A look at last week’s subject of weird fiction discussion over at LibraryThing.
Review: “Let Loose”, Mary Cholmondeley, 1890.
The framing narrative of this story is told by a woman, but it’s actually about a man, the opening narrator’s brother-in-law. (We never do get their names.) She doesn’t like him and neither does her sister but her sister still married him.
The woman starts out by talking about the period in her life she was fascinated by architecture, but she learned that it’s not enough to like something in order to devote one’s life to it. However, while she was still infatuated with it then (she eventually becomes a landscape gardener), she toured Holland with her future brother-in-law. He was, by then, already a leading architect.
Though he always is careless in dress and unfashionable, he always wears a high collar. She takes to teasing him about it and asking why he wears it. He never answers until one day, when at leisure to answer, he does and gives us a story.
Ten years back he was looking to present a paper on English frescoes to the Institute of British Architects. His father, also an architect, had some material on the subject, including a sketch from 50 years ago of a fresco on the east wall of the crypt of the parish church in Wet Waste-on-the-Wolds. The architect is intrigued so decides to take a look with his dog Brian.
It’s a small, isolated village on the moorlands of Yorkshire. When he asks the local clergyman for the keys to the crypt, he is refused point blank. The crypt has been closed for 30 years. But the architect rather prides himself on getting his way, so he mentions the paper he plans on writing.
In this somewhat amusing scene touching on the stereotypical reality of many an English clergyman being a frustrated scholar with a sinecure, this gets the architect some sympathy. The clergyman says he’s “not unknown in the paths of literature”. The architect doesn’t have the time to read even celebrated books he says. (The clergyman has been working on translating the Syrian version of the Three Authentic Epistles of Ignatius.)
The clergyman, reminded of his youthful ambition to be a scholar, consents to give the architect the keys. However, there are strict instructions. There are two locked doors into the crypt, and the architect is to lock both at all times, even when in the crypt.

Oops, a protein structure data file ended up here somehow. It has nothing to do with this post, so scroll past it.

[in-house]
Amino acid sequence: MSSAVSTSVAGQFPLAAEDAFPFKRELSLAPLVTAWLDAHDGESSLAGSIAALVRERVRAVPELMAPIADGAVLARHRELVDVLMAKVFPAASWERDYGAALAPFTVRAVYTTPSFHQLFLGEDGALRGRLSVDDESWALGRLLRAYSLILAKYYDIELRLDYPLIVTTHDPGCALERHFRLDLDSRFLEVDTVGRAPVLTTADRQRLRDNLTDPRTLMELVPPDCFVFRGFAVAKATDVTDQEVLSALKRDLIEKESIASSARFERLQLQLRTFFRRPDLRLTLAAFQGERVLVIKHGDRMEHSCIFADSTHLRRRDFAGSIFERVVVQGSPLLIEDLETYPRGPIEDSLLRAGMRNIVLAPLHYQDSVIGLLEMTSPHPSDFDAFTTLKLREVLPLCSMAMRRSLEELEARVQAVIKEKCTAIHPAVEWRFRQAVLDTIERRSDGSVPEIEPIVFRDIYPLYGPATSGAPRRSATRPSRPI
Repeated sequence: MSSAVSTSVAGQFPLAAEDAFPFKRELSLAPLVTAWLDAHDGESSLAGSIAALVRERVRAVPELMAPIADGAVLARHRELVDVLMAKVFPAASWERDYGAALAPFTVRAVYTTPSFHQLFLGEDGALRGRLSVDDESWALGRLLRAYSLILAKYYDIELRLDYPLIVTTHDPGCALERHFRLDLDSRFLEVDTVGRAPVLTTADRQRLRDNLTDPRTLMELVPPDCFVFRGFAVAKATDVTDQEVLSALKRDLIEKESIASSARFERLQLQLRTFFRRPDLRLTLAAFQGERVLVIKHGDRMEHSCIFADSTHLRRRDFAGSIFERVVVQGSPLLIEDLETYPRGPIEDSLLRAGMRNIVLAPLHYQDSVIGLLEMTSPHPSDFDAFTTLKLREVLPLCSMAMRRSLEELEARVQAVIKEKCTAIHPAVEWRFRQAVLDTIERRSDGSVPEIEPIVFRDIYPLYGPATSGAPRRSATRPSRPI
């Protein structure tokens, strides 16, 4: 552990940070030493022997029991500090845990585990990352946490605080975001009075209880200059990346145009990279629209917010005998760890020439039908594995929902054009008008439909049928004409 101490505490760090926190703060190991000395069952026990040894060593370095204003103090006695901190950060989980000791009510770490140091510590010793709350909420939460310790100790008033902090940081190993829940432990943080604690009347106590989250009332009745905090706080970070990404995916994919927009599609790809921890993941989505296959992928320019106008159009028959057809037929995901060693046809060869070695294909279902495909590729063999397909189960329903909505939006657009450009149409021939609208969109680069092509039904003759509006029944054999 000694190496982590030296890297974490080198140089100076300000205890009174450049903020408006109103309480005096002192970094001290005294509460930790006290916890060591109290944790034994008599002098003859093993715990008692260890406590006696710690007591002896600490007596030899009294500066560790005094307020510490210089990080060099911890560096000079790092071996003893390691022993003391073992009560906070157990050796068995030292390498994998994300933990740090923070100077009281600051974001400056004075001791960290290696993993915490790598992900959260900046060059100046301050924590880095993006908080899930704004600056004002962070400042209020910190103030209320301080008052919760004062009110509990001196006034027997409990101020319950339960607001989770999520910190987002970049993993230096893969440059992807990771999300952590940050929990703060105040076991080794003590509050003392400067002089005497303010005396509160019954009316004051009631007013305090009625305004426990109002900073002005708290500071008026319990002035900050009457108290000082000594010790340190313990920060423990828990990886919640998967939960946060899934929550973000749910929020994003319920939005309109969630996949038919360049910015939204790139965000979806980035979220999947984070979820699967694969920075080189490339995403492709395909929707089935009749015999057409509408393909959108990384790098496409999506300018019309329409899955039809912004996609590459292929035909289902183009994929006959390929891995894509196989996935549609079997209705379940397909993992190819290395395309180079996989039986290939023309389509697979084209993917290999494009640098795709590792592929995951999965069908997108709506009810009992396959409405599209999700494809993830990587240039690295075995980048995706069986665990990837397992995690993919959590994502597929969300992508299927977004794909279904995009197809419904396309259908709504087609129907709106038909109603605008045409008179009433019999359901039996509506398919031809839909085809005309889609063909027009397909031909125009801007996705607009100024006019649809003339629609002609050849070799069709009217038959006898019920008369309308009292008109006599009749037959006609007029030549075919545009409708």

The architect enters the tomb after removing the leaf mould from around the door. He takes Brian the dog with him inside. Skulls and bones are piled up all around him. The fresco makes his hands trouble; its magnificent and from the 15th century. (The fresco turns out to be something of a red herring since it has no significance in the story except to get the architect to the village.)
Brian is a bit agitated, but the architect starts to sketch the fresco. The crypt reminds him of the universality of mortality. All go to the grave. Then he hears “a faint, stealthy, rather unpleasant sound.” He also hears the key rattling, the key he left in the lock. He sees the key vibrating. A skull has also fallen off a pile.
As he opens the outer door of the crypt, something seems to rush past him into the open air.
That night, the architect eats with the family of the landlord of the public-house he’s staying at and bounces a neighbor’s child on his knee. He also entertains them with his drawing ability.
Heading out to the church next morning to get the keys so he can resume his sketching, he hears the girl has died. The architect is a bit of a cold fish and merely notes the child’s death took his appetite away. That aspect of his personality is also present in the next scene when the clergyman asks how the work is going.